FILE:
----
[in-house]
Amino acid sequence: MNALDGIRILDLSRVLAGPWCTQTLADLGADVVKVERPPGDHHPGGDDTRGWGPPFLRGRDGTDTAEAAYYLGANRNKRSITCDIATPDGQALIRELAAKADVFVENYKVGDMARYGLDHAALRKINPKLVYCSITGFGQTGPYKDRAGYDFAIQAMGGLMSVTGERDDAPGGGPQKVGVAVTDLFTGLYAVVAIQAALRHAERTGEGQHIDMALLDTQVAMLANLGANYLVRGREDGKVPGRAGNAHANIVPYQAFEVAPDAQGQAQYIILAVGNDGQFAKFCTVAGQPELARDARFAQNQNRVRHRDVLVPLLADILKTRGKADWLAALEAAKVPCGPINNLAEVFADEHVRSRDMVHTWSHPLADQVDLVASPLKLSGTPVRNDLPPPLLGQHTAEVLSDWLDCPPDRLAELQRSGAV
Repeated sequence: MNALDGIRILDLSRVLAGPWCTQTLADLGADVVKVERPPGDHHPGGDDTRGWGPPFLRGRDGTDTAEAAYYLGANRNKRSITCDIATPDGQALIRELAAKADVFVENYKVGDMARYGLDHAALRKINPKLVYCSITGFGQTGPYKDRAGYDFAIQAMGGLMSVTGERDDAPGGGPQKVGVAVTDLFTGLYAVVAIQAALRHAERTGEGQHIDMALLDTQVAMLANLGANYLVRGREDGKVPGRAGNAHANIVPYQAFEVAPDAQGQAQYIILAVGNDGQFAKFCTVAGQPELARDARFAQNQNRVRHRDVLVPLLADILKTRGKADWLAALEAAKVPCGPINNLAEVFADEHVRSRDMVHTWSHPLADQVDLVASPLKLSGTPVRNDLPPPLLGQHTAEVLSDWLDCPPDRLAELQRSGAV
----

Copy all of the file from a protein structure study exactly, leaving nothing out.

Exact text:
[in-house]
Amino acid sequence: MNALDGIRILDLSRVLAGPWCTQTLADLGADVVKVERPPGDHHPGGDDTRGWGPPFLRGRDGTDTAEAAYYLGANRNKRSITCDIATPDGQALIRELAAKADVFVENYKVGDMARYGLDHAALRKINPKLVYCSITGFGQTGPYKDRAGYDFAIQAMGGLMSVTGERDDAPGGGPQKVGVAVTDLFTGLYAVVAIQAALRHAERTGEGQHIDMALLDTQVAMLANLGANYLVRGREDGKVPGRAGNAHANIVPYQAFEVAPDAQGQAQYIILAVGNDGQFAKFCTVAGQPELARDARFAQNQNRVRHRDVLVPLLADILKTRGKADWLAALEAAKVPCGPINNLAEVFADEHVRSRDMVHTWSHPLADQVDLVASPLKLSGTPVRNDLPPPLLGQHTAEVLSDWLDCPPDRLAELQRSGAV
Repeated sequence: MNALDGIRILDLSRVLAGPWCTQTLADLGADVVKVERPPGDHHPGGDDTRGWGPPFLRGRDGTDTAEAAYYLGANRNKRSITCDIATPDGQALIRELAAKADVFVENYKVGDMARYGLDHAALRKINPKLVYCSITGFGQTGPYKDRAGYDFAIQAMGGLMSVTGERDDAPGGGPQKVGVAVTDLFTGLYAVVAIQAALRHAERTGEGQHIDMALLDTQVAMLANLGANYLVRGREDGKVPGRAGNAHANIVPYQAFEVAPDAQGQAQYIILAVGNDGQFAKFCTVAGQPELARDARFAQNQNRVRHRDVLVPLLADILKTRGKADWLAALEAAKVPCGPINNLAEVFADEHVRSRDMVHTWSHPLADQVDLVASPLKLSGTPVRNDLPPPLLGQHTAEVLSDWLDCPPDRLAELQRSGAV